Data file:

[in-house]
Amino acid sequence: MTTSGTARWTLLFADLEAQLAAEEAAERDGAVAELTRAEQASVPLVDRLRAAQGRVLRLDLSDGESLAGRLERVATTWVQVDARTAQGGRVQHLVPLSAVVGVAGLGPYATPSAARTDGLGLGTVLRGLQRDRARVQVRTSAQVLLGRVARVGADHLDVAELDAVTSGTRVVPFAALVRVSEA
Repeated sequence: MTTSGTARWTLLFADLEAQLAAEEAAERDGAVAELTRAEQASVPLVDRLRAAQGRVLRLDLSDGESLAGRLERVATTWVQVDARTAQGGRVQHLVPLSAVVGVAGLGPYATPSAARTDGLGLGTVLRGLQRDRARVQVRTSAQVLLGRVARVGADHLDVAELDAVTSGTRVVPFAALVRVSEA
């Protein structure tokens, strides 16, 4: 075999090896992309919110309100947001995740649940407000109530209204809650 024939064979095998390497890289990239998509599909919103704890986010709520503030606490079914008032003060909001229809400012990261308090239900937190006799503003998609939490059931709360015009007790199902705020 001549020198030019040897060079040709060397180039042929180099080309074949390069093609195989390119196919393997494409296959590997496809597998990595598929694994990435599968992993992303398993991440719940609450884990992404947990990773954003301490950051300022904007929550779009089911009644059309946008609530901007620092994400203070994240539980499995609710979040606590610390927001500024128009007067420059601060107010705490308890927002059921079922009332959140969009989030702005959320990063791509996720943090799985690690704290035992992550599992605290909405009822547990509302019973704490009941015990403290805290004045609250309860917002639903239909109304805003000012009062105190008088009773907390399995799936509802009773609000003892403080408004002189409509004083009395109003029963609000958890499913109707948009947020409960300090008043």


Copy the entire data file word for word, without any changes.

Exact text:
[in-house]
Amino acid sequence: MTTSGTARWTLLFADLEAQLAAEEAAERDGAVAELTRAEQASVPLVDRLRAAQGRVLRLDLSDGESLAGRLERVATTWVQVDARTAQGGRVQHLVPLSAVVGVAGLGPYATPSAARTDGLGLGTVLRGLQRDRARVQVRTSAQVLLGRVARVGADHLDVAELDAVTSGTRVVPFAALVRVSEA
Repeated sequence: MTTSGTARWTLLFADLEAQLAAEEAAERDGAVAELTRAEQASVPLVDRLRAAQGRVLRLDLSDGESLAGRLERVATTWVQVDARTAQGGRVQHLVPLSAVVGVAGLGPYATPSAARTDGLGLGTVLRGLQRDRARVQVRTSAQVLLGRVARVGADHLDVAELDAVTSGTRVVPFAALVRVSEA
């Protein structure tokens, strides 16, 4: 075999090896992309919110309100947001995740649940407000109530209204809650 024939064979095998390497890289990239998509599909919103704890986010709520503030606490079914008032003060909001229809400012990261308090239900937190006799503003998609939490059931709360015009007790199902705020 001549020198030019040897060079040709060397180039042929180099080309074949390069093609195989390119196919393997494409296959590997496809597998990595598929694994990435599968992993992303398993991440719940609450884990992404947990990773954003301490950051300022904007929550779009089911009644059309946008609530901007620092994400203070994240539980499995609710979040606590610390927001500024128009007067420059601060107010705490308890927002059921079922009332959140969009989030702005959320990063791509996720943090799985690690704290035992992550599992605290909405009822547990509302019973704490009941015990403290805290004045609250309860917002639903239909109304805003000012009062105190008088009773907390399995799936509802009773609000003892403080408004002189409509004083009395109003029963609000958890499913109707948009947020409960300090008043």